Malaria is caused by a protozoan parasite, Plasmodium, and is carried and spread to various persons and places by the female mosquito, Anopheles.
History of Discovery: In older times it was supposed that malaria disease was caused by poisonous gases. The plasmodium germ as the causative agent of malaria was discovered in 1880 by Charles Laveran. Sir Patrick Manson suggested that malarial parasites are probably introduced into our blood by the bite of mosquito. Dr. Ross (1897) finally discovered the presence of malarial parasites in the body of female mosquito which had fed on the blood of malarial patient. He was awarded Nobel Prize in the year 1902 for working out the complete cycle of malarial parasites. It was Grassi in 1917 who studied the cycle of human malaria in Anopheles.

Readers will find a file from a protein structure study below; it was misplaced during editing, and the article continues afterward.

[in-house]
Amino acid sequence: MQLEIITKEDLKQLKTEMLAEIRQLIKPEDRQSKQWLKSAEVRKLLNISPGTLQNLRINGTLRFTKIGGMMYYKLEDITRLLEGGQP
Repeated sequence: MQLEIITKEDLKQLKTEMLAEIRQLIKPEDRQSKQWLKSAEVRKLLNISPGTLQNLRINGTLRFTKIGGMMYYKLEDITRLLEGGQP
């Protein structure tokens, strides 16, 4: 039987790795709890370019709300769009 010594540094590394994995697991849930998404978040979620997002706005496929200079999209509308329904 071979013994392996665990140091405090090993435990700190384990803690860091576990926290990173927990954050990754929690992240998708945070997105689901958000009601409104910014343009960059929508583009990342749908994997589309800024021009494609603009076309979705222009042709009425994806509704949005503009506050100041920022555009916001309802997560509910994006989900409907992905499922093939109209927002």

Species of Plasmodium: About 4 species are known to infect man and cause different kinds of malaria.
(a) Plasmodium malariae– causes Quartan malaria.
(b) P. vivax- causes Benign tertian malaria.
(c) P. falciparum– causes Malignant tertian malaria.
(d) P. ovale– causes mild tertian malaria.
Of these four species, P. vivax is the most widespread and prevailing species of the temperature region; and P. falciparum is confined to warmer countries only.
Life Cycle: The life cycle of Plasmodium consists of an exogeneous sexual phase called sporogony which multiplies in female mosquito and an endogeneous asexual phase called schizogony which takes place in man. Thus, it is genetic, i.e., life cycle is completed in two different kinds of hosts- one vertebrate (man) and the other invertebrate (mosquito). Mosquito is termed the primary or final host while man, the secondary or intermediate host.